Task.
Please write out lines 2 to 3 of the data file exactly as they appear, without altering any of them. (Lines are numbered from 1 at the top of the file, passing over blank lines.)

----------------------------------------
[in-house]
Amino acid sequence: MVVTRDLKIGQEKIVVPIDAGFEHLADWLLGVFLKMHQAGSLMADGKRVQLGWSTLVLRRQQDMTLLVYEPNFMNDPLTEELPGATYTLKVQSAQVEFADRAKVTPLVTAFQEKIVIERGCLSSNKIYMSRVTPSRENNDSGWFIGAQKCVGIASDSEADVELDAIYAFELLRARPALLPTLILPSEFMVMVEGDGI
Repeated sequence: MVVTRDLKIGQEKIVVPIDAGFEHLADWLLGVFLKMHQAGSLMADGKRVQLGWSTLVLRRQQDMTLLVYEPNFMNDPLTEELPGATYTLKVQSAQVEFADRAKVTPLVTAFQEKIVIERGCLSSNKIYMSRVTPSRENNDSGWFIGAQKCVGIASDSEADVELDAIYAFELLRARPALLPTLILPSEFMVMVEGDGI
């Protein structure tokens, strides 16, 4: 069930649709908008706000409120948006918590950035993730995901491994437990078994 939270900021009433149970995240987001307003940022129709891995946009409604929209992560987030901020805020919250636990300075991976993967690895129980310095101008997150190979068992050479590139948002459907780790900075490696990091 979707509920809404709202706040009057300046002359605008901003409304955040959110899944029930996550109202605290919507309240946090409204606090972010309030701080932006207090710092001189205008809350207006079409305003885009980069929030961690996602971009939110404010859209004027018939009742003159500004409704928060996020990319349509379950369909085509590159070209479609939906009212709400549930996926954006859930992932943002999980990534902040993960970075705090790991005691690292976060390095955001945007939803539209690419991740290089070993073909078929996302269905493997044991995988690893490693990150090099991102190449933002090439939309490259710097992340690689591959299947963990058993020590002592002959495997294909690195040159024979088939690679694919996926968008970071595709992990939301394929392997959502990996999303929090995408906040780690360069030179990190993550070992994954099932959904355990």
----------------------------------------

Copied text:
Amino acid sequence: MVVTRDLKIGQEKIVVPIDAGFEHLADWLLGVFLKMHQAGSLMADGKRVQLGWSTLVLRRQQDMTLLVYEPNFMNDPLTEELPGATYTLKVQSAQVEFADRAKVTPLVTAFQEKIVIERGCLSSNKIYMSRVTPSRENNDSGWFIGAQKCVGIASDSEADVELDAIYAFELLRARPALLPTLILPSEFMVMVEGDGI
Repeated sequence: MVVTRDLKIGQEKIVVPIDAGFEHLADWLLGVFLKMHQAGSLMADGKRVQLGWSTLVLRRQQDMTLLVYEPNFMNDPLTEELPGATYTLKVQSAQVEFADRAKVTPLVTAFQEKIVIERGCLSSNKIYMSRVTPSRENNDSGWFIGAQKCVGIASDSEADVELDAIYAFELLRARPALLPTLILPSEFMVMVEGDGI